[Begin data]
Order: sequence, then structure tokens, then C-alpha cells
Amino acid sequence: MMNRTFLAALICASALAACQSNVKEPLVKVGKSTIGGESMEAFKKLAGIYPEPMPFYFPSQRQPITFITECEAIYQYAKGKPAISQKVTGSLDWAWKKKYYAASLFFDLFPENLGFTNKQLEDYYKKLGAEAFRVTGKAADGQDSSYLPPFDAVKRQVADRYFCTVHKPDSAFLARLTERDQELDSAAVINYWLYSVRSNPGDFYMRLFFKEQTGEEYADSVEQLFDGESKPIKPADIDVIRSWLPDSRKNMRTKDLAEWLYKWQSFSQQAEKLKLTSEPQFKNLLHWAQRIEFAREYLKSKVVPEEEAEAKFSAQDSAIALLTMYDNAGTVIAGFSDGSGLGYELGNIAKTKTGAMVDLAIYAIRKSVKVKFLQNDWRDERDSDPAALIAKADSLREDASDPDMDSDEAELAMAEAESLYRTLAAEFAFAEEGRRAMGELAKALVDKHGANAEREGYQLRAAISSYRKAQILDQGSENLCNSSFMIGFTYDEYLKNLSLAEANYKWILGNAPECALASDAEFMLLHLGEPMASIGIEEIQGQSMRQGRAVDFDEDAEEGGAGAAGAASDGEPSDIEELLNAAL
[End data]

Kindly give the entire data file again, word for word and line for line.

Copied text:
Order: sequence, then structure tokens, then C-alpha cells
Amino acid sequence: MMNRTFLAALICASALAACQSNVKEPLVKVGKSTIGGESMEAFKKLAGIYPEPMPFYFPSQRQPITFITECEAIYQYAKGKPAISQKVTGSLDWAWKKKYYAASLFFDLFPENLGFTNKQLEDYYKKLGAEAFRVTGKAADGQDSSYLPPFDAVKRQVADRYFCTVHKPDSAFLARLTERDQELDSAAVINYWLYSVRSNPGDFYMRLFFKEQTGEEYADSVEQLFDGESKPIKPADIDVIRSWLPDSRKNMRTKDLAEWLYKWQSFSQQAEKLKLTSEPQFKNLLHWAQRIEFAREYLKSKVVPEEEAEAKFSAQDSAIALLTMYDNAGTVIAGFSDGSGLGYELGNIAKTKTGAMVDLAIYAIRKSVKVKFLQNDWRDERDSDPAALIAKADSLREDASDPDMDSDEAELAMAEAESLYRTLAAEFAFAEEGRRAMGELAKALVDKHGANAEREGYQLRAAISSYRKAQILDQGSENLCNSSFMIGFTYDEYLKNLSLAEANYKWILGNAPECALASDAEFMLLHLGEPMASIGIEEIQGQSMRQGRAVDFDEDAEEGGAGAAGAASDGEPSDIEELLNAAL